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Bennett's Remember-It-All

Spheres that convert color to musical notes and vice versa.

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Spheres that convert color to musical notes and vice versa. Spheres can be docked in a base for playback of recorded color patterns / music, charging, and sharing data via the web.

An old school friend’s son, Bennett, is losing his eyesight. Ben was born at 23 weeks gestation, which is way too early, in case you were wondering. Just to get to the age of nine he and his family have overcome a great number of challenges. Most likely he will go blind before adulthood. You can get the full details on Bennett and the amazing journey the ThadenPierce clan is taking to give him a store of visual memories before that happens here.

The idea is to provide Bennett a tool for visualizing color long after his eyes fail. The development of such a tool relies on fortuitous timing and a number of colliding concepts.

Secondary language acquisition, a time in which one can pick up languages as a native with the ability to think and conceptualize in those languages, begins somewhere around none or ten years of age. It’s also a time of highly active development in the parts of the brain that process sound, rhythm and music. Aural training and mnemonics are particularly easy for most children during secondary language acquisition.

Ben is learning the piano.

Chromesthesia or sound-to-color synesthesia is a type of synesthesia in which heard sounds automatically and involuntarily evoke an experience of color. Sound-color synesthesia is far more common than color-sound synesthesia, although there are reported cases where sounds and colors activate bidirectionally. Some studies showed that hallucinogenic drugs could induce temporary chromesthesia in non-synesthetes. The cross-activation theory suggests that the mechanism for chromesthesia could use existing passageways of the brain. If this is true then it might be possible for the brain to develop a mechanism for directly associating sound to color.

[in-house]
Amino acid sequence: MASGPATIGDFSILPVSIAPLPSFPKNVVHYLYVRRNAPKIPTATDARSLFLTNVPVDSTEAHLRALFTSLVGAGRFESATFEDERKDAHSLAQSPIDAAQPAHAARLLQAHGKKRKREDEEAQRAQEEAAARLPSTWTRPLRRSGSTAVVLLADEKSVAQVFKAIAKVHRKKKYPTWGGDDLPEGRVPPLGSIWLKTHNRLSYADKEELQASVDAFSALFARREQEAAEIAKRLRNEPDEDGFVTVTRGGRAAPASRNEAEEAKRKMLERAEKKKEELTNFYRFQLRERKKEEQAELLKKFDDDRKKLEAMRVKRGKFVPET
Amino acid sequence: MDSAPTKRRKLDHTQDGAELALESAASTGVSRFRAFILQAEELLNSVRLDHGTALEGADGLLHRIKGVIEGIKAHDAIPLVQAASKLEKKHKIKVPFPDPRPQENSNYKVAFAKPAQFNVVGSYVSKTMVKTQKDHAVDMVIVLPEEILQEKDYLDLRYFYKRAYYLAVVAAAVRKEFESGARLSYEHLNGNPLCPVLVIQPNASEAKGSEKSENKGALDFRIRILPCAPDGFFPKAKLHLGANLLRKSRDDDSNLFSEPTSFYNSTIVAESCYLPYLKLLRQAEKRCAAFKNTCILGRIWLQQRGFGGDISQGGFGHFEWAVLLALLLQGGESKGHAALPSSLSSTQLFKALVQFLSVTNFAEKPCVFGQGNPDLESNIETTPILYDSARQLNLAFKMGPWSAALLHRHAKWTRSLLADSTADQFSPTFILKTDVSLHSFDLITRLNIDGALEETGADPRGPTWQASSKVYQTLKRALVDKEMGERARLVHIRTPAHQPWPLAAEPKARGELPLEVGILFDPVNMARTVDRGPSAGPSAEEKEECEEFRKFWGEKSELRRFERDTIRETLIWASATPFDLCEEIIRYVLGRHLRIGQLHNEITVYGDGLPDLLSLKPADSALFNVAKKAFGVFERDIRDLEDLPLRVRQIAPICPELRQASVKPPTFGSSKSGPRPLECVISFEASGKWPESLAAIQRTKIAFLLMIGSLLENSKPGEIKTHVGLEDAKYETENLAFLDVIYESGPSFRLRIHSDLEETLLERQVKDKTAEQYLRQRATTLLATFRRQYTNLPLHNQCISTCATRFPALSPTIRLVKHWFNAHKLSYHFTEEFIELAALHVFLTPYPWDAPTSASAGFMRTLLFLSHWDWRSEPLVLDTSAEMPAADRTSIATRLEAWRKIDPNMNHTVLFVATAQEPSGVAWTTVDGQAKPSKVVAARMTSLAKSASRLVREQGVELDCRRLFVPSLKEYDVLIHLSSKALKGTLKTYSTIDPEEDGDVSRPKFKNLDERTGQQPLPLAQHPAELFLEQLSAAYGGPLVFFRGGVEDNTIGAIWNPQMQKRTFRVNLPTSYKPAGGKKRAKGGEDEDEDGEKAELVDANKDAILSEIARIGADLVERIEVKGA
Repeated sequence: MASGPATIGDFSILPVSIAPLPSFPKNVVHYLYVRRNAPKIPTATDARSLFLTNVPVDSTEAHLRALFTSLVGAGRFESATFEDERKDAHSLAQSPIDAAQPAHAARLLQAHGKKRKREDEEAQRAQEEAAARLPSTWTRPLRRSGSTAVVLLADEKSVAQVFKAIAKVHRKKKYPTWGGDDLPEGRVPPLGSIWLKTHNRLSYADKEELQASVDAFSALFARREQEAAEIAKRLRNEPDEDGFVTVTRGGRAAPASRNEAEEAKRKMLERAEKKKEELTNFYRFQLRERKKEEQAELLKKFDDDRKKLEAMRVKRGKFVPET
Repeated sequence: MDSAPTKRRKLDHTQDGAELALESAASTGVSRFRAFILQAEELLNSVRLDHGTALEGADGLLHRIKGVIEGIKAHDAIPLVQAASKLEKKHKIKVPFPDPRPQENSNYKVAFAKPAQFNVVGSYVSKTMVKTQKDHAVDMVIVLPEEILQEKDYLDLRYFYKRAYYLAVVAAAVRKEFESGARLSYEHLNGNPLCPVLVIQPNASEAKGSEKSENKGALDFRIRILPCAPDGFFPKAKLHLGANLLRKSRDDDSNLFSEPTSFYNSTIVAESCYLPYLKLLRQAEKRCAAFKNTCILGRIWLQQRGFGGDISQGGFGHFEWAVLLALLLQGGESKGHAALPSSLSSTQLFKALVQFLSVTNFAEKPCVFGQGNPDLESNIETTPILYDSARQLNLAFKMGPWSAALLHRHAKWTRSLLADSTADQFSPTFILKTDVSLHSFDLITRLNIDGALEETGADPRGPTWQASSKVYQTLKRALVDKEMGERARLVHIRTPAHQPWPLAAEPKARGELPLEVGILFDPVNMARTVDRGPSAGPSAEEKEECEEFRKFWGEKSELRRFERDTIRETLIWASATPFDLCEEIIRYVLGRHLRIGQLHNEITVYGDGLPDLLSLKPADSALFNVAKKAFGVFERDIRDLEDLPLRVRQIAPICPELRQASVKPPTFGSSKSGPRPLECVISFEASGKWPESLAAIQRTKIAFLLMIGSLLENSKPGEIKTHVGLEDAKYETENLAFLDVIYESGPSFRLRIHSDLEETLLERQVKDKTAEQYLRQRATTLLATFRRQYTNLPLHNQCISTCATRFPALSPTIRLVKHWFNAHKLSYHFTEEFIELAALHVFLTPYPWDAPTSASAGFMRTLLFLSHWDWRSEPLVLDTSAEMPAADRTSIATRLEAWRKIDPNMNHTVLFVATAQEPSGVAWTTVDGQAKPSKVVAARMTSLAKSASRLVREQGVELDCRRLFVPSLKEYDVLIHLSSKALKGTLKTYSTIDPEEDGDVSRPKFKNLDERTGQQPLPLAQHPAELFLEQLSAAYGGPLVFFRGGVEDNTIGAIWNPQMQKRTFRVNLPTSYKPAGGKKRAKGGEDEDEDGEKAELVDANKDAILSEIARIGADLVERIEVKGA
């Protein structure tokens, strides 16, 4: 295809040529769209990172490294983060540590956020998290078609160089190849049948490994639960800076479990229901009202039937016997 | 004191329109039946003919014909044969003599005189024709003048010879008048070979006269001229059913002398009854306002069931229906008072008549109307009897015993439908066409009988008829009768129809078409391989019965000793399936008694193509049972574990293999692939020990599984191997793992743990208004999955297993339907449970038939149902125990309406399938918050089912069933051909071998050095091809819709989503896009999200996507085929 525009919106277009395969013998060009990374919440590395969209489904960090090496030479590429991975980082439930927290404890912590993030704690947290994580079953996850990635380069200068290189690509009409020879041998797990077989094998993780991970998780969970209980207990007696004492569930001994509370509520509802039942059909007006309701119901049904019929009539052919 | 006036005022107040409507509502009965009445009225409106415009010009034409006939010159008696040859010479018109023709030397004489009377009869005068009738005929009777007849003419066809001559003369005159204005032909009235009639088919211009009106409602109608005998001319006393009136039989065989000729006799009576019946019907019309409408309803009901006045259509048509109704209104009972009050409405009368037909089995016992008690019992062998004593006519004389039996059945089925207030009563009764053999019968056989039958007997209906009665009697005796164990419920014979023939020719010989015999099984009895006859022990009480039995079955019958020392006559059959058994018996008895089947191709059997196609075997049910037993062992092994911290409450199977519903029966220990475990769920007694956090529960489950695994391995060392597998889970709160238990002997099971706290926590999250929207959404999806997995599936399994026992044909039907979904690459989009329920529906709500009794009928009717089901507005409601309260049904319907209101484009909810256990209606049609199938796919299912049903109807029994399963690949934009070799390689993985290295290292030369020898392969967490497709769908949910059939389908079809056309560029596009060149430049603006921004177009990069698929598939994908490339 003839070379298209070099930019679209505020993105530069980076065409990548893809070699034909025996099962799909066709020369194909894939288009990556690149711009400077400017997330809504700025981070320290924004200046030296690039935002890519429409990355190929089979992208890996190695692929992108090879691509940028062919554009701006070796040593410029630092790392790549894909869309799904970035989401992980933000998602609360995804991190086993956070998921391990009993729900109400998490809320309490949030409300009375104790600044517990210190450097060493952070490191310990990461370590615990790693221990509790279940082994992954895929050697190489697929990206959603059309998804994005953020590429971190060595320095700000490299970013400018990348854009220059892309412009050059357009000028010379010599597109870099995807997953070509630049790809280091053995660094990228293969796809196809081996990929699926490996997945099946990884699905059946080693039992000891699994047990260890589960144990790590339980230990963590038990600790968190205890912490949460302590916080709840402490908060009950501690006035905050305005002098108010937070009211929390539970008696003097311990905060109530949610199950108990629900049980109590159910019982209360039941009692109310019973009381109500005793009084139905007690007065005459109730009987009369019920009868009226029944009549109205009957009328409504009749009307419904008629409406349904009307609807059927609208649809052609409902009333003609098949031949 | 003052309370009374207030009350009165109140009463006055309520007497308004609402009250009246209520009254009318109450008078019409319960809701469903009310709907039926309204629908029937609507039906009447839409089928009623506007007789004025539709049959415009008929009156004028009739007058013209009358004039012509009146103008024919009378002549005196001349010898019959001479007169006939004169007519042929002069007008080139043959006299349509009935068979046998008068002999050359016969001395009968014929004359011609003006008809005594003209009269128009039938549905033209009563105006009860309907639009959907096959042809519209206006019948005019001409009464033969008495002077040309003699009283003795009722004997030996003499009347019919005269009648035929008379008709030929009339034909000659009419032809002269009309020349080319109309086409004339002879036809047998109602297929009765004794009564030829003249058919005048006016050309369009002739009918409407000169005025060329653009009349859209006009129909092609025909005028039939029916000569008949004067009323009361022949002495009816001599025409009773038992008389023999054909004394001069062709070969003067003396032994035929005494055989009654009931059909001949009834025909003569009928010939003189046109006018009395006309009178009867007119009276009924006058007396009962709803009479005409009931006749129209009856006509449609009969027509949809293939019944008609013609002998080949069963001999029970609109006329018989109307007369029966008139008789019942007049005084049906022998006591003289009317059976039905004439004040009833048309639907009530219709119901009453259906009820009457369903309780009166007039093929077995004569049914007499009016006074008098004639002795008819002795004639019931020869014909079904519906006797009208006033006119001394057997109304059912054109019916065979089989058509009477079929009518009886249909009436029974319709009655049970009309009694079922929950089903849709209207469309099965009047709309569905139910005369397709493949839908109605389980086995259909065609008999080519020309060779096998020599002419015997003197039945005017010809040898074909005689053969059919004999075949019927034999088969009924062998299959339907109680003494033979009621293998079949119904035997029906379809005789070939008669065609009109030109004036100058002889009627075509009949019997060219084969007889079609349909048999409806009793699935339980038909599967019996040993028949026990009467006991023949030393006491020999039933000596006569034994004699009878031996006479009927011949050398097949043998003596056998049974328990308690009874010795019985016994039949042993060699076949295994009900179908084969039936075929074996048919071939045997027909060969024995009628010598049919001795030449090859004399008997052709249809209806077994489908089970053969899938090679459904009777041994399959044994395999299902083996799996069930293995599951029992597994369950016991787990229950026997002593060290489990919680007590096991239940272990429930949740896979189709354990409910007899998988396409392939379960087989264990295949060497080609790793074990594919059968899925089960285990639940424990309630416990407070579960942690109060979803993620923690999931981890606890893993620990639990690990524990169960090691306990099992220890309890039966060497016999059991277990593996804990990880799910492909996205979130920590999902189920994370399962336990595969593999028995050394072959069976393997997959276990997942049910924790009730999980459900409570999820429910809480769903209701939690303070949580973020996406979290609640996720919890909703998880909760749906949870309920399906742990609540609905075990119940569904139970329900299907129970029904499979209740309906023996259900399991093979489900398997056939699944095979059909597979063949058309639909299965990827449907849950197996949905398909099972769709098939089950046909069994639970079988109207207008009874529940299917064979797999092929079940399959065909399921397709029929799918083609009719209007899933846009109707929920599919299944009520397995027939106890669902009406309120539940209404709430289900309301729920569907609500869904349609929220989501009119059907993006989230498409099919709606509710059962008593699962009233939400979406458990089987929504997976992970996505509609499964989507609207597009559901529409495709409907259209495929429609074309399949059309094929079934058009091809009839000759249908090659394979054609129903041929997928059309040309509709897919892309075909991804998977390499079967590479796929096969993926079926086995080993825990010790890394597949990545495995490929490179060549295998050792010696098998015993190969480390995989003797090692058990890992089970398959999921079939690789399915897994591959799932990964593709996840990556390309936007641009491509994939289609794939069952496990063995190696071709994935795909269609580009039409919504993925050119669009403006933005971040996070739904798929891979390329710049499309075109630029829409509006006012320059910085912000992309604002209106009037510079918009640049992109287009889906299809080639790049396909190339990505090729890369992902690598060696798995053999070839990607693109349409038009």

This means Ben could learn to hear color.

UPDATE: Expanding the Idea

The design goals have changed. Not only will I need to make the casing more robust, it will need to incorporate some protection for the color sensor and possibly a sealable design. In order to facilitate recording and playback we’ll need SD Card read/right capability and data logging. We’ll need a base that can charge the sphere (inductive, maybe) and connect it to a computer for playback. To get the rest of the world involved we’ll need an interface that facilitates the sharing of recordings.

There will have to be different versions of the device. Everything will be open source from the code to the design files, so using breakout boards and off-the-shelf components will make for a great DIY project without too much fuss for those that want to build their own. In order to lower costs to the point we can start giving them away, however, we’ll need a custom PCB (also open source, of course) to reduce component count and make it easier to produce.

UPDATE: System Design


  • 1 × Adafruit TCS34725 RGB Color Sensor Breakout
  • 1 × Adafruit VS1053 Codec + MicroSD Breakout
  • 1 × Adafruit Breadboard-friendly RGB Smart NeoPixel
  • 1 × Arduino Leonardo

  • A New Mission and a Big Dream

    maker.strate08/21/2014 at 05:07 0 comments